But this attitude could hurt reform as much as it helps. Some Democrats will be afraid to get out ahead of anti-immigrant voters. And those seeking to use immigration for partisan advantage may prefer a long, polarized standoff to a compromise solution. A partisan Democratic push could also harden attitudes among Republicans, and entrenched partisanship on both sides could delay reform for years to come.
New arguments within the immigration reform movement will also complicate the debate this time around. It’s a bigger tent than it used to be -- a stronger army fighting for an overhaul. But this also makes it harder for all the troops to agree on what’s needed in a bill.
Advocates on the left now include not just Latino voters and unions (divided in 2006 and 2007, and often an obstacle to reform), but also a growing portion of Obama’s progressive base. Meanwhile, on the center-right, employers who hire immigrants are engaging, finding the courage to speak up about how they need foreign workers.
The problem: Left and right not only frame their arguments differently, they also disagree on matters of substance. Most significantly, unions question whether the country needs reform that creates more visas for immigrant workers to enter the country in the future, while employers who hire foreigners say they can’t sustain their businesses without them.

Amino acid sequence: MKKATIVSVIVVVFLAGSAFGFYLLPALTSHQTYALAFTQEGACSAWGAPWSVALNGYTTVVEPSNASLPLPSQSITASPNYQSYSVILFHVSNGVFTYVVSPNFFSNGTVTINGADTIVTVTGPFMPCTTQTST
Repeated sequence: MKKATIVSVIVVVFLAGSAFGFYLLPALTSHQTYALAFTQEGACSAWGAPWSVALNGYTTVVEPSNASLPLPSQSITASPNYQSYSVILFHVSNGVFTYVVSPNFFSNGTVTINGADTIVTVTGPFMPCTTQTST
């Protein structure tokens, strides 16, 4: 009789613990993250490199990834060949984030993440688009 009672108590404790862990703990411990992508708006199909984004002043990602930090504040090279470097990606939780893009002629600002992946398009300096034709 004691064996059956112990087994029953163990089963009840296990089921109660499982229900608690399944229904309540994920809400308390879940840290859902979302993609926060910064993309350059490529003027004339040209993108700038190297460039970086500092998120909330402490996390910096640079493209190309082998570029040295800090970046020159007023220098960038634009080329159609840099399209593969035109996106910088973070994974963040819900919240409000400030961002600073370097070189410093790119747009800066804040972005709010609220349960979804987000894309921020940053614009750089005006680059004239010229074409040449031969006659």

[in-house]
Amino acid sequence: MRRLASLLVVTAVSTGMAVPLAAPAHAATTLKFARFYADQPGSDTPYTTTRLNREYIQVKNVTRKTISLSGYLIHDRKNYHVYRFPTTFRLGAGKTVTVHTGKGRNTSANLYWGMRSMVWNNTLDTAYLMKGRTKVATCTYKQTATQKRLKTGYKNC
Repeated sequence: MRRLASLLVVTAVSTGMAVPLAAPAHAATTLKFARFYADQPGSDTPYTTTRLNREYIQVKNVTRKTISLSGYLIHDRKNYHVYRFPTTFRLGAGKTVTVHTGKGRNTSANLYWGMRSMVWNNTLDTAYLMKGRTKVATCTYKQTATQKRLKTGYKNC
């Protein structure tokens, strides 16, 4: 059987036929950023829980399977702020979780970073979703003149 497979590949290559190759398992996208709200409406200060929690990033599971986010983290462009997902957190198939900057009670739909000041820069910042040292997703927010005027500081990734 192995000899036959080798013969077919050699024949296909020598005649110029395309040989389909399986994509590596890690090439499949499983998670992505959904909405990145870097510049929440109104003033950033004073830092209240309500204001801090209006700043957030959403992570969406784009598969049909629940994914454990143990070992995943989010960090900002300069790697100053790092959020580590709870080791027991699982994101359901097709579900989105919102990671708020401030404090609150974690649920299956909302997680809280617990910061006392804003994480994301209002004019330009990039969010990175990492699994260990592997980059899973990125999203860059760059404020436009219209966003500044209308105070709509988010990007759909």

The question for the months ahead: Will these differences undo the reform movement, or will left and right find ways to compromise, broadening their base and expanding their power?
Here’s the other big question: How strong are the anti-immigrant activists who dominated the debate last time -- talk radio and CNN’s Lou Dobbs and their inflamed, angry followers. In fact, as poll after poll showed, these naysayers represented a relatively small segment of Americans -- no more than 20% to 25%. But they were loud and well-organized, and they managed to generate doubts about reform among a much larger group of uncertain, ambivalent voters.
Dobbs and former Colorado congressman Tom Tancredo are already ratcheting up their anti-immigrant rhetoric, and the recession may help them. But it’s also possible that things will play out differently, that some of the far-right’s anger is spent, and that the doubts won’t catch on as they did last time among the broader public. Voters are anxious and self-absorbed, but as Obama’s election and continued popularity show, voters want things fixed. They want Washington to act boldly, to tackle hard problems, to make the compromises necessary to pass fundamental reforms. And immigration may well benefit from the new can-do, reformist mood.
Will it be immigration deja vu in 2009? It could be -- the same old stale debate or an equally uncompromising one. But enough has already changed that it could be different this time around. Who knows, this time, we as a nation might even get to “yes.”